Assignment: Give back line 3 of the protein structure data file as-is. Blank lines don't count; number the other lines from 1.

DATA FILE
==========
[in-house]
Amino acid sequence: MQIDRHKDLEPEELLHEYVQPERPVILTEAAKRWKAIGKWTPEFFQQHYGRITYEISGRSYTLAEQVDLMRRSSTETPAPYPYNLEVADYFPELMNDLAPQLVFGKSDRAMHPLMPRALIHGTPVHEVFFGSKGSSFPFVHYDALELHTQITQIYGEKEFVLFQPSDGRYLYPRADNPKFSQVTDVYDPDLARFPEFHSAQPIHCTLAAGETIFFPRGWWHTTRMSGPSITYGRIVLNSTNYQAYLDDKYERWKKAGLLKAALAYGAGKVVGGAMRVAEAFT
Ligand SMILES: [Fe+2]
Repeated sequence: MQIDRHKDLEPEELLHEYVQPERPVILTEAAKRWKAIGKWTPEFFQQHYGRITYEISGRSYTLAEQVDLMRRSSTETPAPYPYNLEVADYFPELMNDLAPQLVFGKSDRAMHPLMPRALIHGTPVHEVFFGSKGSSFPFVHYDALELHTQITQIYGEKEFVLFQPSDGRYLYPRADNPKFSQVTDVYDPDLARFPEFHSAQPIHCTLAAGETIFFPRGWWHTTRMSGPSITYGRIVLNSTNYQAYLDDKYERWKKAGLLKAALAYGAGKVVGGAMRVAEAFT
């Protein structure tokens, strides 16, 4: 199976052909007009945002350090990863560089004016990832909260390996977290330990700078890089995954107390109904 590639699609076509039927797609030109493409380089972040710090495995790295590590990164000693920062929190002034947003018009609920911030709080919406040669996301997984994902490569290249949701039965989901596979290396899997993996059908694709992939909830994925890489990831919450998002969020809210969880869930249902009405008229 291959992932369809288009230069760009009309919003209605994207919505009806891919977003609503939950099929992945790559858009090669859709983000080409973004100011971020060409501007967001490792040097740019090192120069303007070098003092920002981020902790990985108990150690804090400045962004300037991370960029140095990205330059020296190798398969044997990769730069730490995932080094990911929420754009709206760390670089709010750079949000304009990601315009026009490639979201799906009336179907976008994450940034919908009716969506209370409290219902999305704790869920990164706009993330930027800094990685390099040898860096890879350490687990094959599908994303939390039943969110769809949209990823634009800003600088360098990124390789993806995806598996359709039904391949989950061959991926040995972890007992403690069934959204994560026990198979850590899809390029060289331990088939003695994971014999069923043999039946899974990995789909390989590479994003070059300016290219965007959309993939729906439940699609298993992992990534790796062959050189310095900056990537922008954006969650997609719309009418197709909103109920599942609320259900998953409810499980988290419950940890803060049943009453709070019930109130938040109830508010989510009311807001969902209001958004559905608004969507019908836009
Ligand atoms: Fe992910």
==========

Ligand SMILES: [Fe+2]